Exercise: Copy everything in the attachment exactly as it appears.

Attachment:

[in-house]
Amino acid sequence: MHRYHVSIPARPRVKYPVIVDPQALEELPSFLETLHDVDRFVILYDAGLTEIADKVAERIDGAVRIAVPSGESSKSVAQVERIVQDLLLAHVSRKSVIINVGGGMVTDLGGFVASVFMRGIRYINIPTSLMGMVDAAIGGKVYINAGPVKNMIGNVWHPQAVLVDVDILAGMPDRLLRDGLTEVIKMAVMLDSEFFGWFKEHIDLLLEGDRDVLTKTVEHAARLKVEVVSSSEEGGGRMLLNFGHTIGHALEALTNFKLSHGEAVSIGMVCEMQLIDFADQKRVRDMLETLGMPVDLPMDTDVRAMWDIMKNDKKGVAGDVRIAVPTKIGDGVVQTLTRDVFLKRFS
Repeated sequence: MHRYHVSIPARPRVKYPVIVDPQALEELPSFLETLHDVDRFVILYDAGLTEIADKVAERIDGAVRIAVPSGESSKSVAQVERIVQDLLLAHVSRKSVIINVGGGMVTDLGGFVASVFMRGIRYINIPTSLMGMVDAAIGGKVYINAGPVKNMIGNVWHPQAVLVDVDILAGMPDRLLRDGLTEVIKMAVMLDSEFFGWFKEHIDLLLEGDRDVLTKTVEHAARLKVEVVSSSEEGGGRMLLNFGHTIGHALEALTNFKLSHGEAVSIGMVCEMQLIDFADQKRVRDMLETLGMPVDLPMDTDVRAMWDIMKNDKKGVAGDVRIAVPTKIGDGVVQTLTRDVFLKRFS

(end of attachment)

[in-house]
Amino acid sequence: MHRYHVSIPARPRVKYPVIVDPQALEELPSFLETLHDVDRFVILYDAGLTEIADKVAERIDGAVRIAVPSGESSKSVAQVERIVQDLLLAHVSRKSVIINVGGGMVTDLGGFVASVFMRGIRYINIPTSLMGMVDAAIGGKVYINAGPVKNMIGNVWHPQAVLVDVDILAGMPDRLLRDGLTEVIKMAVMLDSEFFGWFKEHIDLLLEGDRDVLTKTVEHAARLKVEVVSSSEEGGGRMLLNFGHTIGHALEALTNFKLSHGEAVSIGMVCEMQLIDFADQKRVRDMLETLGMPVDLPMDTDVRAMWDIMKNDKKGVAGDVRIAVPTKIGDGVVQTLTRDVFLKRFS
Repeated sequence: MHRYHVSIPARPRVKYPVIVDPQALEELPSFLETLHDVDRFVILYDAGLTEIADKVAERIDGAVRIAVPSGESSKSVAQVERIVQDLLLAHVSRKSVIINVGGGMVTDLGGFVASVFMRGIRYINIPTSLMGMVDAAIGGKVYINAGPVKNMIGNVWHPQAVLVDVDILAGMPDRLLRDGLTEVIKMAVMLDSEFFGWFKEHIDLLLEGDRDVLTKTVEHAARLKVEVVSSSEEGGGRMLLNFGHTIGHALEALTNFKLSHGEAVSIGMVCEMQLIDFADQKRVRDMLETLGMPVDLPMDTDVRAMWDIMKNDKKGVAGDVRIAVPTKIGDGVVQTLTRDVFLKRFS